October 14, 2022 By Frederic Lavigne 3 min read

Who wants to manage their own VPN stack when you can easily provision a fully managed client-to-site VPN?

This post is a follow-up to a post I wrote two years ago called “Access Virtual Servers in a Virtual Private Cloud with OpenVPN.” At that time, I was going through the installation and configuration of OpenVPN to access your VPC resources. Since then, a new, fully managed option is available with Client VPN for VPC that removes the need to install and maintain your own OpenVPN server.

Client VPN for VPC provides client-to-site connectivity, which allows remote devices to securely connect to the VPC network using an OpenVPN software client. This solution is useful for telecommuters who want to connect to the IBM Cloud from a remote location—such as a home office—while still maintaining secure connectivity.

In this post, I will use Terraform to provision and configure and deploy a Client VPN for VPC. Source code and instructions on how to deploy a fully functional example of this architecture can be found in GitHub. I’ll provide a high-level description of the steps, and all steps use Terraform to ease the provisioning and the configuration:

The architecture depicted above involves the following:

  • IBM Cloud Secrets Manager is used to keep the server and client certificates used by Client VPN for VPC.

  • Client VPN for VPC pulls the certificates from Secrets Manager during its initialization.

  • The user establishes a connection to Client VPN for VPC. The computer obtains an IP address in the VPN IP pool.

  • From there, the user can connect to VSI in VPC or in Classic—provided the right routing configuration has been defined in Client VPN for VPC.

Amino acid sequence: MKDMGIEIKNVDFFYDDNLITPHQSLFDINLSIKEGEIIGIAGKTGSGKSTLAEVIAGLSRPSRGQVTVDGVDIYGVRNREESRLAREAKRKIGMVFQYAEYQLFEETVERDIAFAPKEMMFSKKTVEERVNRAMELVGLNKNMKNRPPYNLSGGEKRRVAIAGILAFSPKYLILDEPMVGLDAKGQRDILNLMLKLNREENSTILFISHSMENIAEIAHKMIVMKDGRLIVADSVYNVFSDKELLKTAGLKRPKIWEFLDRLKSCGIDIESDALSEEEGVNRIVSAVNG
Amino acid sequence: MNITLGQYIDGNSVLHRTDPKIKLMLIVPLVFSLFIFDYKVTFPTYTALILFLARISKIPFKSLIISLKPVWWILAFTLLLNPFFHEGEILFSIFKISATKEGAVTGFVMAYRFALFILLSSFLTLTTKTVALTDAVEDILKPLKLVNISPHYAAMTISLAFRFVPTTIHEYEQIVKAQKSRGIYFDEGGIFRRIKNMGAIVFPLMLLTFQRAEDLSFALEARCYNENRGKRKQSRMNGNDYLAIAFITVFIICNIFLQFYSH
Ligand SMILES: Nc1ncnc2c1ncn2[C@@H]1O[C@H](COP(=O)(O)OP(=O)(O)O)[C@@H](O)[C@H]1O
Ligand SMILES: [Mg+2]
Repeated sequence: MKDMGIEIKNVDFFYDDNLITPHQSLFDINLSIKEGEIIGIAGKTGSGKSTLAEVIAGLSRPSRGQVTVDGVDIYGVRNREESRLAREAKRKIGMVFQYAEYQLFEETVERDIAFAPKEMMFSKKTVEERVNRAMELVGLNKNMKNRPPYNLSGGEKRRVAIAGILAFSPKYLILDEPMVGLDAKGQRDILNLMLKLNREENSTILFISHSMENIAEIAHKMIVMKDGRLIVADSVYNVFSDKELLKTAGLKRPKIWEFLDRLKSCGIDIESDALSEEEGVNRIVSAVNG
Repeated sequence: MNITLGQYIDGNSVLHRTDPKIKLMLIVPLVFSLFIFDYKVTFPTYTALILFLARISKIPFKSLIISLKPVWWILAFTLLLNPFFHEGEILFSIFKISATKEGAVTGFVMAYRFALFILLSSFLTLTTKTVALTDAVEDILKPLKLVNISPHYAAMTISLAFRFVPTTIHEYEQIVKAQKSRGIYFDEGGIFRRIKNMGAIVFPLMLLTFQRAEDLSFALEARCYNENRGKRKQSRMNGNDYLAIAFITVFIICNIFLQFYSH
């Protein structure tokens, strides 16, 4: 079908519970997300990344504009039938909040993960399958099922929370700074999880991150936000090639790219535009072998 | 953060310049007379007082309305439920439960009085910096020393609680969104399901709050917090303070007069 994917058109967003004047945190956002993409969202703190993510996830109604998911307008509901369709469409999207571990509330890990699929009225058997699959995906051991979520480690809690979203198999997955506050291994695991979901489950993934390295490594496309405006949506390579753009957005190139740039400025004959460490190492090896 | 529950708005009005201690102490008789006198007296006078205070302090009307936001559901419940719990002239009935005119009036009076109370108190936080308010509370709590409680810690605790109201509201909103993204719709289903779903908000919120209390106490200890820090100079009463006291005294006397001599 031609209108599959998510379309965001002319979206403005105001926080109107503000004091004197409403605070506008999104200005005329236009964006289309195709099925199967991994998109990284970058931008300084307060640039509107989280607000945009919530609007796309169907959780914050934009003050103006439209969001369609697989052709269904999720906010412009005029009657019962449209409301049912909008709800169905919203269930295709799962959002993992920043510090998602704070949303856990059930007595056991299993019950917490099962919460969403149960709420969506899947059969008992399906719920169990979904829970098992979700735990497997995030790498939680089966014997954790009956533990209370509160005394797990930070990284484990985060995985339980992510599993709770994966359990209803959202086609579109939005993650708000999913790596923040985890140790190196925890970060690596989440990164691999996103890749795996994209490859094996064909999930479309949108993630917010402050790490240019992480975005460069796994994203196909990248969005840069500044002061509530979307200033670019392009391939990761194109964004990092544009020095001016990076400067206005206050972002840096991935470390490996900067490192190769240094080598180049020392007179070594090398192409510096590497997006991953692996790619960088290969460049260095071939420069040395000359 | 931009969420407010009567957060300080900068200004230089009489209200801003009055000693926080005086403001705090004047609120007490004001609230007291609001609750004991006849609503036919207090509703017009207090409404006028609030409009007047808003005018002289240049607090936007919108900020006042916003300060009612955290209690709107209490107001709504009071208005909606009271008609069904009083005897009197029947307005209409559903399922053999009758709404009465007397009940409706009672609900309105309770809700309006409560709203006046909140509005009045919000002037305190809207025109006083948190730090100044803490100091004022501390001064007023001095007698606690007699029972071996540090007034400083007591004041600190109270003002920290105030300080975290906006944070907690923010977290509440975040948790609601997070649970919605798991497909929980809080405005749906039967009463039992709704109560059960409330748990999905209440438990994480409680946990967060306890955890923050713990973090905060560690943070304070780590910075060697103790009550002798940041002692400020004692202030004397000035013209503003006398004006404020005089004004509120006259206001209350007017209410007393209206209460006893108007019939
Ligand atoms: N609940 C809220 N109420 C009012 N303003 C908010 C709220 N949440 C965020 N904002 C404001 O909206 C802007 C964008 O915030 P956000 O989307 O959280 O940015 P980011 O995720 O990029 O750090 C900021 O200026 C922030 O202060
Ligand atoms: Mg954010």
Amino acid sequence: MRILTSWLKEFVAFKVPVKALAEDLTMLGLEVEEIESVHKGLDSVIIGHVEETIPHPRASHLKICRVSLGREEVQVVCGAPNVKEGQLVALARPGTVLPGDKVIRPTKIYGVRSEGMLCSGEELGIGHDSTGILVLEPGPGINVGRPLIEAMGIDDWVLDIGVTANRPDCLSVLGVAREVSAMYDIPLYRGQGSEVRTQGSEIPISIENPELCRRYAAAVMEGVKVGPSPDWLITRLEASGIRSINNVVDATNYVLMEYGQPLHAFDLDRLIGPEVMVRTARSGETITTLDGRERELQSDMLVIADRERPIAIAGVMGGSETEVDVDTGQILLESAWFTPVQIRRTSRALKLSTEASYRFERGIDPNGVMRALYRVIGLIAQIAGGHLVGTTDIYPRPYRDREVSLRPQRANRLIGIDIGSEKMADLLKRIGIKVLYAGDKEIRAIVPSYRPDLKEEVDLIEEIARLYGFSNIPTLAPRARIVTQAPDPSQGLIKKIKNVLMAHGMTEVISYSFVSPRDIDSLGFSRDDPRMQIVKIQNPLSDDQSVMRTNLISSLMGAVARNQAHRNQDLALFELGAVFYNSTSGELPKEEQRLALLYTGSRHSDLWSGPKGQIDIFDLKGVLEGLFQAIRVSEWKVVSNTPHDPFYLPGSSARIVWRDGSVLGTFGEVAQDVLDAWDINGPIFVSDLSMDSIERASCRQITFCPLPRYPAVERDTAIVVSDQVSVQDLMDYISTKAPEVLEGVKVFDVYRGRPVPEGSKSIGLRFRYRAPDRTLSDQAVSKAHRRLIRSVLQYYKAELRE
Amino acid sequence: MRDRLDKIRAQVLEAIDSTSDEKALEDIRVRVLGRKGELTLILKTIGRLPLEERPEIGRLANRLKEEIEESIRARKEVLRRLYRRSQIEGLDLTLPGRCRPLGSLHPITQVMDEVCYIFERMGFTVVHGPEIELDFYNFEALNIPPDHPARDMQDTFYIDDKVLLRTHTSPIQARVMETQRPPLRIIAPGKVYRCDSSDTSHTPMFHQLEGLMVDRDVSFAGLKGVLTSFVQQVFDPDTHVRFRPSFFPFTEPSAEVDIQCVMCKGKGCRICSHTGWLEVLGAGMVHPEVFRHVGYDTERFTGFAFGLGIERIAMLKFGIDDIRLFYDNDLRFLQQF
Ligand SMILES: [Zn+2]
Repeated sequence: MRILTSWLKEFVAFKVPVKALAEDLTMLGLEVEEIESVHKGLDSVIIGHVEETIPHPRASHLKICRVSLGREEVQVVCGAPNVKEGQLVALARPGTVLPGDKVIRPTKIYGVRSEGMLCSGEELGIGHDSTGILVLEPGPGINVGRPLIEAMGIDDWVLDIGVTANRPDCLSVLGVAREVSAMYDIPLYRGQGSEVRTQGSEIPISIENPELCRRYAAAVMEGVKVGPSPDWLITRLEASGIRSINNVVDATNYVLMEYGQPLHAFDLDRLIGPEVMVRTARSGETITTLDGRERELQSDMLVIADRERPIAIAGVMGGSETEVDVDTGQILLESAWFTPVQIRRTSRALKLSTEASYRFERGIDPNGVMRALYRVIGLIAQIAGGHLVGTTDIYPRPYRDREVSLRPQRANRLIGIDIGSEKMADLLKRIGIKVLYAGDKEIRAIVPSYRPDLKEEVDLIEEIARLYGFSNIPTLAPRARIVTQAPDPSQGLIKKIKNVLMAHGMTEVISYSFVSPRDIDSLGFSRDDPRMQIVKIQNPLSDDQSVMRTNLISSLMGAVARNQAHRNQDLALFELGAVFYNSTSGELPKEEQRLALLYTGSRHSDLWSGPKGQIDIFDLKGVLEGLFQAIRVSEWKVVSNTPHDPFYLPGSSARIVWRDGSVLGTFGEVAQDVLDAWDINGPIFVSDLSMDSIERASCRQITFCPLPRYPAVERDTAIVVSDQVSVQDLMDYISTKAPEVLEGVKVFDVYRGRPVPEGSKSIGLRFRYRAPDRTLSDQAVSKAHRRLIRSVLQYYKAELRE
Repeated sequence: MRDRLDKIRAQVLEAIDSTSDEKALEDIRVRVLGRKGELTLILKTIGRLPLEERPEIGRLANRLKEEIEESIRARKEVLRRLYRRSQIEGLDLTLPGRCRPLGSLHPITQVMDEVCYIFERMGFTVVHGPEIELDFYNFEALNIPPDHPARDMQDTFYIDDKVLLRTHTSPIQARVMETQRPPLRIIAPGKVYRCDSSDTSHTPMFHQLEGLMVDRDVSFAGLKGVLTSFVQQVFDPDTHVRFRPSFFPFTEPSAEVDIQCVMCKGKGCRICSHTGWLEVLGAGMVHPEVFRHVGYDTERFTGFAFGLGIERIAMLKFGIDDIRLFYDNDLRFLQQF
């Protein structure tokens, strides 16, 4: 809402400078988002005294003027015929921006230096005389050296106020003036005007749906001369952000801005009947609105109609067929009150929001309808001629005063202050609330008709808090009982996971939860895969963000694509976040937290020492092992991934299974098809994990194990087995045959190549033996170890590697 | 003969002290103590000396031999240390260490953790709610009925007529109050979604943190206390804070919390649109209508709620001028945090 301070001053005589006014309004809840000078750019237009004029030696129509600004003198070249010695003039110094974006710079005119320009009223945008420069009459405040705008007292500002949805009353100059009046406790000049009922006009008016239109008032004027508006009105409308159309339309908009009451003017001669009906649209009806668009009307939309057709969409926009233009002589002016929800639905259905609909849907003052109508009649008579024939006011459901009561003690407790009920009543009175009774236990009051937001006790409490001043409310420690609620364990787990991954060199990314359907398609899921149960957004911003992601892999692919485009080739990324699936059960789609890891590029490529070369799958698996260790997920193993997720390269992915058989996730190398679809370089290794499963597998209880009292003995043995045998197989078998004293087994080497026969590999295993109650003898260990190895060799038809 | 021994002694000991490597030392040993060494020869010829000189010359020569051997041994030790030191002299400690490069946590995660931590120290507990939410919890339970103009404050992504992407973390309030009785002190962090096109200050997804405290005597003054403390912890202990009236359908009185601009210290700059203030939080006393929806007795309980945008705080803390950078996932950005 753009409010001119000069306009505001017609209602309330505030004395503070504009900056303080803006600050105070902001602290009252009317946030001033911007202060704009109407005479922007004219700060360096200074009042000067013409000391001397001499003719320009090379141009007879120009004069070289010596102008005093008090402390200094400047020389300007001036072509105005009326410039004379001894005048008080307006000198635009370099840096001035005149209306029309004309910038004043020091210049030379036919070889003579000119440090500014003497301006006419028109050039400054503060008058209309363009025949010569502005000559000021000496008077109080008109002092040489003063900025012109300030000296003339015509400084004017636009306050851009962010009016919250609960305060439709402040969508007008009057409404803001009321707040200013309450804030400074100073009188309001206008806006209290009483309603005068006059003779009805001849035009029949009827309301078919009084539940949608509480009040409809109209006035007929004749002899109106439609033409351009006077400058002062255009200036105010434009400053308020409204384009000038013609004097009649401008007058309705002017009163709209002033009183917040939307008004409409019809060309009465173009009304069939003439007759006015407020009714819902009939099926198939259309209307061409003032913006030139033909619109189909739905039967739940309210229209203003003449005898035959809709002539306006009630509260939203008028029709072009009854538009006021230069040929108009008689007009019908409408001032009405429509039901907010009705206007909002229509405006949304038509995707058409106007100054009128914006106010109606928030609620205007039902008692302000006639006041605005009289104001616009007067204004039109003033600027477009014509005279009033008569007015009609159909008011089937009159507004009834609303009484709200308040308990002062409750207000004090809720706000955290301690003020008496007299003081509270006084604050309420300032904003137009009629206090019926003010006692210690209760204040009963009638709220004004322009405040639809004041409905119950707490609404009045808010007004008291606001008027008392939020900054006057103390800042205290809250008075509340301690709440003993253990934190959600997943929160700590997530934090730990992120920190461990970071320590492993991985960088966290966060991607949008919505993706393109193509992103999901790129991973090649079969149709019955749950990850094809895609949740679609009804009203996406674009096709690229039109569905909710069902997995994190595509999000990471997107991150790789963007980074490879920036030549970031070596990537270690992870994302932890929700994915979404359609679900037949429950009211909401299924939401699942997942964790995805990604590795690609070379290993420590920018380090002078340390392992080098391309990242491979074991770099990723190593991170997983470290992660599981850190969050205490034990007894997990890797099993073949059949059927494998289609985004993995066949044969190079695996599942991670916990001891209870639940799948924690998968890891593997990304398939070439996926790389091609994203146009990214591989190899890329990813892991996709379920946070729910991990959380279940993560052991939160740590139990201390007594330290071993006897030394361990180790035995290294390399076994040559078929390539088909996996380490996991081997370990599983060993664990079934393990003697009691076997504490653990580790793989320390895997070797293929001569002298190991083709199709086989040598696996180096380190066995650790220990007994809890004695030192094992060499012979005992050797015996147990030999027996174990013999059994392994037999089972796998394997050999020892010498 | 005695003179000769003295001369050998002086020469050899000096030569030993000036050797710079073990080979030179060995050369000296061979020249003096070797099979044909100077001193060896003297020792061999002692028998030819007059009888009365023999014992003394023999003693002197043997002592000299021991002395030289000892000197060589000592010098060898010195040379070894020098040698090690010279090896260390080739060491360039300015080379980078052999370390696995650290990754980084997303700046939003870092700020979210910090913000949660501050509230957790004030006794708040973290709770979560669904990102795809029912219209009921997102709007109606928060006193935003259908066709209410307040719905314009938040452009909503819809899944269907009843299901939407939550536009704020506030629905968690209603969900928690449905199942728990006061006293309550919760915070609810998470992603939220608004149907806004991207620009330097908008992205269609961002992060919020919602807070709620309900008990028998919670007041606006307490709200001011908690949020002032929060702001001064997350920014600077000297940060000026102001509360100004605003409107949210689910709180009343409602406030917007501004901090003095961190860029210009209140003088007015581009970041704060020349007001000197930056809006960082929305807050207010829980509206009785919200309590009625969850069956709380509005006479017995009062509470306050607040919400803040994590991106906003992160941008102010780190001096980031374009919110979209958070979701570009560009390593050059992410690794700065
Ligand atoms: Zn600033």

Step 1: Prepare the Client VPN for VPC configuration

The first step is to create the server and client certificates that will be used by Client VPN for VPC.  You will find the full instructions in the product documentation. It involves the following:

  • Generate server and client certificates.
  • Store the certificates as secrets in Secrets Manager.
  • Authorize Client VPN for VPC to access these secrets through an IAM authorization.

This is done in Terraform in these two files—generate.tf and secrets.tf:

Step 2: Provision Client VPN for VPC

With the certificates created, we can provision the Client VPN for VPC. It needs, at minimum, one VPC and one subnet. Client VPN for VPC supports a standalone mode (good for testing) and a high availability deployment. We will use the standalone deployment to test the capability:

  • The VPC and subnet are created in vpc.tf. They are created with a set of default security group rules to allow SSH, DNS and to reach private endpoints.
  • The Client VPN for VPC is created in vpn.tf. It includes a security group to enable SSH connectivity between the hosts connecting to the VPN and the hosts in the cloud. Once provisioned, the VPN is available with a public domain name and uses UDP as transport on port 443.
  • An OpenVPN configuration file is generated as part of the Terraform provisioning. It can be used with the OpenVPN client to establish the connection with the Client VPN for VPC server:

Step 3: Test connectivity with other virtual server instances in VPC and Classic 

At that stage, you can already test basic connectivity to cloud service endpoints. To take it further, we can provision one virtual server instance in VPC and one in Classic—connected through Transit Gateway—to complete our connectivity tests:

In the above picture, we have the following:

  1. OpenVPN connected to IBM Cloud through Client VPN for VPC.
  2. A ping to the Watson Speech to Text cloud service endpoint.
  3. A secure connection to a VSI in Classic Infrastructure over the private network.
  4. A secure connection to a VSI in VPC over the private network.

All done!

Feedback, questions and suggestions

Go ahead and try the sample on your own from the GitHub source. Although the project creates its own VPC, it can be used as a starting point to deploy OpenVPN in your existing VPCs.

If you have feedback, suggestions, or questions about this post, please reach out to me on Twitter (@L2FProd).

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